“I’d always loved to tell stories, and as soon as I saw that I could tell them with a camera, I knew right away that this is what I wanted to do with the rest of my life,” says Bourns. His 72-minute feature film titled Ashlands tells the story of the day leading up to a teen’s suicide and was made with just a couple hundred bucks of Bourns’ own money. The film won him a second prize for drama at the Indie Gathering—the first place winner had a budget of $1 million—as well as the Best Student Film award at the WorldFest film festival in Houston.
Meanwhile, his internship with H & A involved him in editing three TV pilots alongside Altfeld. His fate, it seemed, was sealed. After graduating from high school, Bourns moved to L.A. to begin film school and start working in the film business for real. His willingness to be the go-to guy, taking on any position from cue card holder to director, earned Bourns work on roughly 100 projects that year—he dropped film school, feeling too busy to need it.
But H & A never forgot him, and when they began talking about setting up a permanent studio in Reno, they asked Bourns to become their partner. He jumped at the opportunity. Now, at age 20, Bourns may well be the youngest studio owner in the United States.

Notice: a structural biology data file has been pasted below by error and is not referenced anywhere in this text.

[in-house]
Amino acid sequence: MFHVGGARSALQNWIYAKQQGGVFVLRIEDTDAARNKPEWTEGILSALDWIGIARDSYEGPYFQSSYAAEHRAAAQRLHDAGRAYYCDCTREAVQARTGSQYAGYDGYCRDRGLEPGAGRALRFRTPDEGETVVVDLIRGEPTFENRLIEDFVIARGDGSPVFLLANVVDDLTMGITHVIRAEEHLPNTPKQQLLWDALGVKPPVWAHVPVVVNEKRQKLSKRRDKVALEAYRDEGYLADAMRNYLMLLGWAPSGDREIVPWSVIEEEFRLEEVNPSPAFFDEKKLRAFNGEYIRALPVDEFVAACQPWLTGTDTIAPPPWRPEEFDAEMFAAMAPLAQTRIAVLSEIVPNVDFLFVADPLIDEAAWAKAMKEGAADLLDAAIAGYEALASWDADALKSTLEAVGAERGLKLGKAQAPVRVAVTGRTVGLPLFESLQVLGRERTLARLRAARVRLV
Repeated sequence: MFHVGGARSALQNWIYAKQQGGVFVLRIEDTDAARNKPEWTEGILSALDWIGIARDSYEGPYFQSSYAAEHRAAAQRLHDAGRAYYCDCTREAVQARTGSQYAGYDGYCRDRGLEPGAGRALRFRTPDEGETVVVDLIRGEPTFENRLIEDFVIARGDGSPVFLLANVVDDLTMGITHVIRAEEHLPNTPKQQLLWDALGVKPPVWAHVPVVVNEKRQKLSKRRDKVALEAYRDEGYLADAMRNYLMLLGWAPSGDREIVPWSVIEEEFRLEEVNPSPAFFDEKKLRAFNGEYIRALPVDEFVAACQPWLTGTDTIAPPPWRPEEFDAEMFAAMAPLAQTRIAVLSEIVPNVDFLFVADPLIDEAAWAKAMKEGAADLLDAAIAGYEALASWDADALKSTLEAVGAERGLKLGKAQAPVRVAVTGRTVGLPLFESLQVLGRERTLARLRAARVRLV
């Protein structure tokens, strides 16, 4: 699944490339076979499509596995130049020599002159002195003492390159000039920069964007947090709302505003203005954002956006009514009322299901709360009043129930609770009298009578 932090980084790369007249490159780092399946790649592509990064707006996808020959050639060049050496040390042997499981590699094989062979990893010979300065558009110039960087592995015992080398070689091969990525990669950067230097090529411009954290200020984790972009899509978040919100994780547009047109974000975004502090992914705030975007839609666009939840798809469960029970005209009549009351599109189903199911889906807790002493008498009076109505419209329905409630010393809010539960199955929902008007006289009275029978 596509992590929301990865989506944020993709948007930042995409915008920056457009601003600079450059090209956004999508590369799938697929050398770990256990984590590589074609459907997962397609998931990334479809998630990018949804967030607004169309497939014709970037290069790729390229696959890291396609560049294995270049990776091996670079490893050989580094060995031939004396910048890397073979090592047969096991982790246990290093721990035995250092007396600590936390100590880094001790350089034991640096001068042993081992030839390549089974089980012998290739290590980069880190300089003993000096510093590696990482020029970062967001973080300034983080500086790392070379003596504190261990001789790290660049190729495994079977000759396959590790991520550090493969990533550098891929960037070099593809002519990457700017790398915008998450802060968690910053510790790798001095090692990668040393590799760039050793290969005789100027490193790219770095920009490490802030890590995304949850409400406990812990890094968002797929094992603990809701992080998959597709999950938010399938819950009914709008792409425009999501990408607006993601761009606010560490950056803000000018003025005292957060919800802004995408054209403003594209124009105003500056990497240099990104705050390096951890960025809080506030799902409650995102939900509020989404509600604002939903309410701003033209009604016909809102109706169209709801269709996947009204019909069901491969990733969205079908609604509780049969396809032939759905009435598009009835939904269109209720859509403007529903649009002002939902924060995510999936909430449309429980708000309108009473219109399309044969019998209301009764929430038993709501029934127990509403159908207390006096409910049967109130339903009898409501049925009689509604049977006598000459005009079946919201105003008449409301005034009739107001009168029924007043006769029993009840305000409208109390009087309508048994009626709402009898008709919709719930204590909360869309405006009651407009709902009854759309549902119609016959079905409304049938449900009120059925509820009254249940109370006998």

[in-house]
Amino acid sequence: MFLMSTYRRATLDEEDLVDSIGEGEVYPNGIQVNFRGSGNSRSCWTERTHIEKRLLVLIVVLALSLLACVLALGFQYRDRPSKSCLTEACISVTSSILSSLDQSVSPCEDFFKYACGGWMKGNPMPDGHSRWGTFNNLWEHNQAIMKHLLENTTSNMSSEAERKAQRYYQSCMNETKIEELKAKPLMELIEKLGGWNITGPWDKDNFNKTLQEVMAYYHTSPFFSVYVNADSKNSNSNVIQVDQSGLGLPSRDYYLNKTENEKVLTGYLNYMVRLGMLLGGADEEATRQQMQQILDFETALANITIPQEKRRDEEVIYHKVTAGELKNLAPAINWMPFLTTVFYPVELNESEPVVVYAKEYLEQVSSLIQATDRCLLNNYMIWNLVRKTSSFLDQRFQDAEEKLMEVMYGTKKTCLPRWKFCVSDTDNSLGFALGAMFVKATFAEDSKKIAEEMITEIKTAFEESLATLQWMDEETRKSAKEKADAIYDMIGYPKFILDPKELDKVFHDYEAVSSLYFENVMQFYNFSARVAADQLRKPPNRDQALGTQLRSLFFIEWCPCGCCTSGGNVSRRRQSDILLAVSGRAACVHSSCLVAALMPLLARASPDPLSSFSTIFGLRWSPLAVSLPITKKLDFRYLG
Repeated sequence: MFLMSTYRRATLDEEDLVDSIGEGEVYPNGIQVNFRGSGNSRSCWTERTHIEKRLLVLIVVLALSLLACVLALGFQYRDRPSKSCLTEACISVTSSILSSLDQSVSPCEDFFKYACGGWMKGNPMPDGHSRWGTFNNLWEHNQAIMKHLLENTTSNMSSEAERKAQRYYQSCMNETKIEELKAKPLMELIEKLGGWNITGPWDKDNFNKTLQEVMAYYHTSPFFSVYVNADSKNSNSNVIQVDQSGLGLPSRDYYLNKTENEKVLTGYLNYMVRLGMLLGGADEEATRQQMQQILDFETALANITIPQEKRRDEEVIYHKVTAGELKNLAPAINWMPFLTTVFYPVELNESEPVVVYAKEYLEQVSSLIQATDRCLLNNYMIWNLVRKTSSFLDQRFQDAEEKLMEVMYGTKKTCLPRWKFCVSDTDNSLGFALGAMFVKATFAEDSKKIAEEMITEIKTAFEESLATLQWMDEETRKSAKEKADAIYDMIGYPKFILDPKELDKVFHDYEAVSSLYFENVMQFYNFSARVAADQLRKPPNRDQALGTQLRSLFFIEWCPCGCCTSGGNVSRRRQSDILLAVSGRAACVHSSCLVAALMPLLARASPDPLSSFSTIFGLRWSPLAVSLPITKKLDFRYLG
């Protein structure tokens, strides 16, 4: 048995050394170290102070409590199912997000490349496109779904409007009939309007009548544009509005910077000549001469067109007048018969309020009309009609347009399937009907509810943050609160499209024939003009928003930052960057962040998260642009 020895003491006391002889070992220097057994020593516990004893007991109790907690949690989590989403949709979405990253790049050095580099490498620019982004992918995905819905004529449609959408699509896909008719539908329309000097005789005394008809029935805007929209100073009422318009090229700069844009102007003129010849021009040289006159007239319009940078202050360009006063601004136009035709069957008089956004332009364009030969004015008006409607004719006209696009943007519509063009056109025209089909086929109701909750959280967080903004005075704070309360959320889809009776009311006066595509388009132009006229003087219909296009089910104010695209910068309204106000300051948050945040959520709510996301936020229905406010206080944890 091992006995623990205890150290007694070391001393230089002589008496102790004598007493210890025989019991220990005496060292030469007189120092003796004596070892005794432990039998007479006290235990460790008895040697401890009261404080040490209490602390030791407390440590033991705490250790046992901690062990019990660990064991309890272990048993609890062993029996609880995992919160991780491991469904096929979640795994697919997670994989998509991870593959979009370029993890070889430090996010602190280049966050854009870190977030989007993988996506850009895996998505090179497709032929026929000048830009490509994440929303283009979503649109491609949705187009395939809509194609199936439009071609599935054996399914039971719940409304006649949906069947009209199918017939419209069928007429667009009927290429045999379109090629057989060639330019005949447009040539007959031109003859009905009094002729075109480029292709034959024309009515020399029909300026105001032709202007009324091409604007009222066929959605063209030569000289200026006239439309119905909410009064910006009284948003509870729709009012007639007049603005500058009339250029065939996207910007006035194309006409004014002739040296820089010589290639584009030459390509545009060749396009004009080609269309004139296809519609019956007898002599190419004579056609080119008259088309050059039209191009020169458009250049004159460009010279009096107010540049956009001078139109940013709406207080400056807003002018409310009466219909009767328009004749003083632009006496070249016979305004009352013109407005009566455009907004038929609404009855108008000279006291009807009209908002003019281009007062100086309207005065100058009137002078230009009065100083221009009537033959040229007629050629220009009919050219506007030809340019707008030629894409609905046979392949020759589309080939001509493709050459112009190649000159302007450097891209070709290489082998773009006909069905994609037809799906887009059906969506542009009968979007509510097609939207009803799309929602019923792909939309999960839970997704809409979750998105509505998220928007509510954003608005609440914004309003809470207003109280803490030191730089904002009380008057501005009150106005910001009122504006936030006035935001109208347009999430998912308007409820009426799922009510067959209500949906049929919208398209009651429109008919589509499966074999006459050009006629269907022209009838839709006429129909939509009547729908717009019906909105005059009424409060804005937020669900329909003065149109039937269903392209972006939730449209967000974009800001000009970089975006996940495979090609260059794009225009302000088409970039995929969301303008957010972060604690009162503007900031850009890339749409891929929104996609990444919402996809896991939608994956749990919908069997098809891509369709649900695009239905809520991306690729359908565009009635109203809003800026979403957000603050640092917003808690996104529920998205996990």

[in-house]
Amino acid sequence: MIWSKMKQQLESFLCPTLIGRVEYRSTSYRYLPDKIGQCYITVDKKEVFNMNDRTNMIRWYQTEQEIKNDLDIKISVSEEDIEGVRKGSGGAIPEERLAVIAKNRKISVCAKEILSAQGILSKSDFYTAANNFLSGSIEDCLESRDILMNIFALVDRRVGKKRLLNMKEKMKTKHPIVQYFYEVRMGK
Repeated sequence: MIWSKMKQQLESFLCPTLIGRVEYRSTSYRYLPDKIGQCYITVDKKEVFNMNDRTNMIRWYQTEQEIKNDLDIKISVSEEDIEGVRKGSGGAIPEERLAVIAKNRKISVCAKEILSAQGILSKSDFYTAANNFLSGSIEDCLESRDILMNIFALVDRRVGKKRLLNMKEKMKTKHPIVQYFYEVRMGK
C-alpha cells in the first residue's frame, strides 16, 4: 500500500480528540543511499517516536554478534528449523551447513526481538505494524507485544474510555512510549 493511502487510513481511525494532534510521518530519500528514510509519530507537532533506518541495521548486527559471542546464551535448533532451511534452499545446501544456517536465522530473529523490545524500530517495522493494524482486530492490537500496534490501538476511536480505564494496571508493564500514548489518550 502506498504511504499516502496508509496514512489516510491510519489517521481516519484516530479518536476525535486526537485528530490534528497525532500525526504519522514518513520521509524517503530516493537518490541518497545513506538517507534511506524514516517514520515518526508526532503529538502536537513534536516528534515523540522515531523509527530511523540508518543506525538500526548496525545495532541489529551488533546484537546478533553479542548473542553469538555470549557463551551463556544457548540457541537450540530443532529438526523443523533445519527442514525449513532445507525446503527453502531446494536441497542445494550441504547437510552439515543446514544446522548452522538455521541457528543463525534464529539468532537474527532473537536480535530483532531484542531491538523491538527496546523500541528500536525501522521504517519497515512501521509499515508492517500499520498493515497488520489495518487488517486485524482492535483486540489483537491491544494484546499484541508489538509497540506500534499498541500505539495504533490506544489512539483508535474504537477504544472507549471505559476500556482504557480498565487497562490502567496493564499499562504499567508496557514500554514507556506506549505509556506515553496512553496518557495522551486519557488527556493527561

“From the moment Tyler came to work with us, it was obvious that he was extremely talented, smart and a piece of cake to work with,” says Hammond. “There was no way I was letting him get away.”Filling a niche
H & A’s brand new studio space, which opened in November, boasts that huge soundstage, office space, an editing suite and a bonus room that doubles as both an insert stage with a green screen for small shoots as well as a classroom for the company’s many extended studies programs. All productions are now completely digital and shot in high-def.
Business seems to be booming. They’ve completed several commercials and PSAs, including one for the Children’s Heart Foundation of Nevada, which features Super Bowl MVP Mark Rypien along with local TV’s “Those Golf Guys.” Other projects have included employee training videos for the state of Nevada, numerous documentary films and several TV shows, many of which are still in development. And they’ve recently established a partnership with the Reno Film Festival for the production of promotional spots.